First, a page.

here in Israel and across the region toward an outcome that bolsters
security for the people of Israel, improves conditions for the people of
Gaza and moves toward a comprehensive peace for all people of the
region," she said Tuesday night in Jerusalem, speaking alongside
In the West Bank, Clinton was to meet with Palestinian President
Mahmoud Abbas. The U.S. considers Hamas, which has killed hundreds of
Israelis in suicide and other attacks, to be a terror group and does not
meet with its officials.
While Abbas does not have any practical influence in Gaza, his West
Bank government would be instrumental in implementing any new
arrangements on the Gaza border that would be part of a cease-fire pact.
Israel and Egypt slammed shut the border after the militant group
seized the territory from Abbas in June 2007, hoping to disrupt Hamas
rule. Both sides have since eased the restrictions, but many remain.
Hamas official Izzat Risheq predicted a truce deal would be reached
Wednesday, but the movement wouldn't discuss what the problems were.
Israeli media quoted Defense Minister Ehud Barak as telling a closed
meeting that Israel wanted a 24-hour test period of no rocket fire to
see if Hamas could enforce a truce among its forces and other Gaza
Palestinian officials briefed on the negotiations said Hamas wanted
assurances of a comprehensive deal that included new arrangements for
prying open Gaza's heavily restricted borders -- and were resisting
Israeli proposals for a phased agreement. The officials spoke on
condition of anonymity because they were not authorized to talk to the
Israel launched the offensive on Nov. 14 following months of rocket
salvoes from the territory into southern Israel, which has endured
attacks for the past 13 years. For its opening salvo, it assassinated
Hamas' military chief, then followed up by bombarding the militant-run
territory to its south with more than 1,500 airstrikes that initially
targeted rocket launchers and weapons storage sites, then widened to
include wanted militants and symbols of Hamas power.
Defying Israel's claims that they've been badly battered, the
militants have so far fired more than 1,400 rockets at Israel, drawing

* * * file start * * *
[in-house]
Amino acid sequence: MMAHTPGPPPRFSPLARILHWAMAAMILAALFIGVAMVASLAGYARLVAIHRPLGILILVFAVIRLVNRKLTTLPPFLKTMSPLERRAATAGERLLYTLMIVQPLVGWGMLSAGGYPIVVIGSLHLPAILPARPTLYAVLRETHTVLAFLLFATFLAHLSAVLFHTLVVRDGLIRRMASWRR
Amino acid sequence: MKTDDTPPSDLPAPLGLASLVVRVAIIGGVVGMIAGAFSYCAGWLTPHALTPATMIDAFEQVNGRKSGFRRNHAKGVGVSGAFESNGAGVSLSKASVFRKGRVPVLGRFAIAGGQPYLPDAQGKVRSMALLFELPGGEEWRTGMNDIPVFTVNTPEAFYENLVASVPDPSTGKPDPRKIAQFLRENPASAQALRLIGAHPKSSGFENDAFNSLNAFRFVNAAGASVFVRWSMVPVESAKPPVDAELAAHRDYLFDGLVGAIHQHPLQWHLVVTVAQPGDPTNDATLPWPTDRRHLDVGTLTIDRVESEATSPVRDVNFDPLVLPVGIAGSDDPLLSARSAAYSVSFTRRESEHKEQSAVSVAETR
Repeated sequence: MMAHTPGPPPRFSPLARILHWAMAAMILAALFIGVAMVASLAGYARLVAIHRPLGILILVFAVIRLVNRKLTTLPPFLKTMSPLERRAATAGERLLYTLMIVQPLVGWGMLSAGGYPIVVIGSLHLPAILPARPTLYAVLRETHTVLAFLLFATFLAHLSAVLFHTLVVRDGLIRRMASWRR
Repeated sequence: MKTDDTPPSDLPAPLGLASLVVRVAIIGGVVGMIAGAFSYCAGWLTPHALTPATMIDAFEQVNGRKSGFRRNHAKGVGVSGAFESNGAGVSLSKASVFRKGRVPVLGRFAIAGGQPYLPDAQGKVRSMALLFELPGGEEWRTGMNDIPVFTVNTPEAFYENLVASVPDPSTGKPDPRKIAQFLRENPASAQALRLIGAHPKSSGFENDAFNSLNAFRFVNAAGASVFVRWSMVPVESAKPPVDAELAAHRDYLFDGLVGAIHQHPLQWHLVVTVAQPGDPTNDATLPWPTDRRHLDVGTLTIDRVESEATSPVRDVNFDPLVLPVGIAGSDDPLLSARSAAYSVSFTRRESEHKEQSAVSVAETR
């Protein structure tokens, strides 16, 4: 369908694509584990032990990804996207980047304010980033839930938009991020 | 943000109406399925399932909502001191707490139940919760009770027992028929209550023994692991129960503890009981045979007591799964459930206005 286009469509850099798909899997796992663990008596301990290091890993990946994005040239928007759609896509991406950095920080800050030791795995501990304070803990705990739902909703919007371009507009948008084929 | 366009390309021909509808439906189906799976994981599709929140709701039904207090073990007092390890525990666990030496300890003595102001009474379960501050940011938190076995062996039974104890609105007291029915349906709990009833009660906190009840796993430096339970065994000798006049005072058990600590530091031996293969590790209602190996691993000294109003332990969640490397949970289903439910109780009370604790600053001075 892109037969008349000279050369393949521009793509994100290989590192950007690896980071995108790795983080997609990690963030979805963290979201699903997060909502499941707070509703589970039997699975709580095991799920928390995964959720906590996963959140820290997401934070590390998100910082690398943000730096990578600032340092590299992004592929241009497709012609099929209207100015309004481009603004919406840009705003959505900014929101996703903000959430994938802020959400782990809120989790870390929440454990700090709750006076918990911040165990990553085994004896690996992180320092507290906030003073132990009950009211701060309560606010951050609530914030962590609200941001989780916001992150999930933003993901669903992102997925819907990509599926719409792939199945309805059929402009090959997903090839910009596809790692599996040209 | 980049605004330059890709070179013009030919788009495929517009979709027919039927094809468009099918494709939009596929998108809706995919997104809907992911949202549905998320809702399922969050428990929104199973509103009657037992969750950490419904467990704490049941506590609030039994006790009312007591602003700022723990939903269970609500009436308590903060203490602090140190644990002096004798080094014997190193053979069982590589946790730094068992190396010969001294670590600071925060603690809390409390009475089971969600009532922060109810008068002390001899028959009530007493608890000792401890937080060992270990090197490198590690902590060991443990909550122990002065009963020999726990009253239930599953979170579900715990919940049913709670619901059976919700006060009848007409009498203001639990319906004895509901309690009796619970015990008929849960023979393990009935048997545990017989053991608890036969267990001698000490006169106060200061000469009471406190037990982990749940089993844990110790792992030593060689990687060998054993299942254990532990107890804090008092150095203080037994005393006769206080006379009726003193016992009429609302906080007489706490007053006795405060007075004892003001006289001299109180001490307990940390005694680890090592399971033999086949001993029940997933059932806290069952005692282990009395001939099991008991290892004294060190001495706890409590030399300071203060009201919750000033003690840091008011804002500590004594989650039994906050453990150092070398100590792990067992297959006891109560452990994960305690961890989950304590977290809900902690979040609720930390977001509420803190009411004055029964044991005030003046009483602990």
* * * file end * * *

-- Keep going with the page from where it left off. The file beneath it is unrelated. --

upon newly developed and smuggled weapons to extend the reach of their
attacks toward Tel Aviv and Jerusalem, Israel's largest cities. The
number of Israelis within rocket range leapt to 3.5 million from 1
Dozens of civilians are among the more than 130 Palestinians killed
in a week of fighting. Four Israeli civilians and a soldier have been
killed by rocket fire -- a toll possibly kept down by a U.S.-funded
rocket defense system that has shot down hundreds of Gaza projectiles.
In a meeting with Netanyahu, U.N. chief Ban Ki-moon condemned
Palestinian rocket attacks, but urged Israel to show "maximum
"Further escalation benefits no one," he said before returning to Egypt, which is mediating the truce talks.
Israel demands an end to rocket fire from Gaza and a halt to weapons
smuggling into the territory through tunnels under the border with
Egypt. It also wants international guarantees that Hamas will not rearm
or use Egypt's Sinai region, which abuts both Gaza and southern Israel,
to attack Israelis.
Hamas wants Israel to halt all attacks on Gaza and lift tight
restrictions on trade and movement in and out of the territory that have
been in place since it seized the territory. Israel has rejected such
demands in the past.
Egypt's new Islamist government is playing a key role in the
negotiations to broker a deal between the two sides, which shun each
other. It is also expected to play a pivotal role in maintaining any
deal, performing a difficult balancing act as an ideological ally of
Hamas, recipient of U.S. aid and one of just two of Israel's Arab
neighbors to have made peace with Israel.